Mother and chicks retire earlier than the other chickless hens each evening and so need a separate apartment for the first few weeks. Initially, the mother hen teaches the chicks how to drink, forage and run from danger (under her protective wing) from the word go.

Think laterally and protect your precious chicks from danger. A large stone in the drinking saucer will stop them drowning in the water. You also need to check that bullying is not going on. If this is happening, fence off the separate apartment.

I am very fond of Mrs Boss. Heaven knows why – she is broody on and off all summer. Her broodiness is a problem for us. It affects the rest of our small flock. Broody hens will chase other normal egg-laying hens out of the nesting box. Egg production goes down.

I have learnt that leaving Mrs Boss to her own devices is a downward spiral. She will not give up. She is resolute and single minded unitil I escort her to the prison cell broody coop. Now I clean out the broody coop and pop her in as soon as I spot her comb going pale. I feel a pig but if I catch her early in her broody state, her stay at Her Majesty’s Pleasure is just a matter of days.

She puts in a vociferous High Court appeal every time I pass by the run and her broody coop cell. This is ignored until her comb turns red again. Then the prison doors are thrown open and she rushes out for a dust bath.

If anyone needs a broody hen I would gladly lend Mrs Boss, although I would miss her because it takes three to four months to hatch and nurture a brood until they are old enough to fend for themselves.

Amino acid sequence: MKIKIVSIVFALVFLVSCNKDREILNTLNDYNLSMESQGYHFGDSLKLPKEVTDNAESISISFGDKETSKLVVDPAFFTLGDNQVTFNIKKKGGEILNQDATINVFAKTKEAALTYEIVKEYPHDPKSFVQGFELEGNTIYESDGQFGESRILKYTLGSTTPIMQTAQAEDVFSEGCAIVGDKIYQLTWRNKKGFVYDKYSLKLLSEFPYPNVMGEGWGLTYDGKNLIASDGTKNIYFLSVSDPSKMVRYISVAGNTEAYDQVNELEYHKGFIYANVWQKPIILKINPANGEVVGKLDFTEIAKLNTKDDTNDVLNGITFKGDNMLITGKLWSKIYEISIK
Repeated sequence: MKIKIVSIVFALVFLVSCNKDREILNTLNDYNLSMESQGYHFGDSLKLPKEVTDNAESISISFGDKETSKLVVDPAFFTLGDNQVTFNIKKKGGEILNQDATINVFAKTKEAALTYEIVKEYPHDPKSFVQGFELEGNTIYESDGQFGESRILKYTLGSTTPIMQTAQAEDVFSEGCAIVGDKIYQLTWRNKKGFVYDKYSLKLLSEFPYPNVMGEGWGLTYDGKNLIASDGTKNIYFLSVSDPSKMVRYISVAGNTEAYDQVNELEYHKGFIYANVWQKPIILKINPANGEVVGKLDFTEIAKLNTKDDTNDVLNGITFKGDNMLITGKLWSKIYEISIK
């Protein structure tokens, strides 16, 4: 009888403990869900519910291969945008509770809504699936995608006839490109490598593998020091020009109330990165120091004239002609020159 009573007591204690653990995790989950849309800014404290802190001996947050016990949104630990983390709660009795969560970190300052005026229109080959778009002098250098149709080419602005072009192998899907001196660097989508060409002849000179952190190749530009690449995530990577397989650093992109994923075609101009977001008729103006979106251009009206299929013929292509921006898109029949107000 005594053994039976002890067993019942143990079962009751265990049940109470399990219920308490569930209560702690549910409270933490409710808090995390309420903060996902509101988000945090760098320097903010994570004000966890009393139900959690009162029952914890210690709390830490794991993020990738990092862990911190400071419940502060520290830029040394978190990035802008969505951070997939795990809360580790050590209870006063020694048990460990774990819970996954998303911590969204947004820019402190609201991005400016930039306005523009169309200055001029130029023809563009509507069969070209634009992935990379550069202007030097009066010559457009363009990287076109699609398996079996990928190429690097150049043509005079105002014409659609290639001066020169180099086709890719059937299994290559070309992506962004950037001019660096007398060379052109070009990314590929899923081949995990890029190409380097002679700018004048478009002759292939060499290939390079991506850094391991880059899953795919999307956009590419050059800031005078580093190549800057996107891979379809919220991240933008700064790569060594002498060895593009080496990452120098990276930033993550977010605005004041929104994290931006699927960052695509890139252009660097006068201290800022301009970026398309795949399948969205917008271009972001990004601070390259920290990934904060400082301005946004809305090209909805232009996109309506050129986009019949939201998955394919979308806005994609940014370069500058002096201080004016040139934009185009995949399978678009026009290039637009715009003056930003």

My dream is that one day we will be offered fertilised eggs around the time that Mrs B is going broody. There was a fleeting hour or so this spring when someone needed to hatch out some duck eggs.
“Do you have a broody hen?”
“Well, yes. Mrs Boss.”
“I might bring round some duck eggs.”

Danny had a happy day imagining baby ducks swimming in a teeny pond (upturned dustbin lid in the chicken run.) Mrs Boss hovered in the nesting box. Finally we had the call. No duck eggs. Mrs Boss was popped into the broody coop and egg laying by the other hens erupted for the day. Chickens save up and the shells are harder.

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  1. Hi
    Yes the sleepless nights are ‘tiring’!! Unfortunatly none of my chickens are broody.Even bought a bantam but nothing.
    With the first chick we sort of gently showed it the water and food but found that when the 2nd hatched it copied the older one.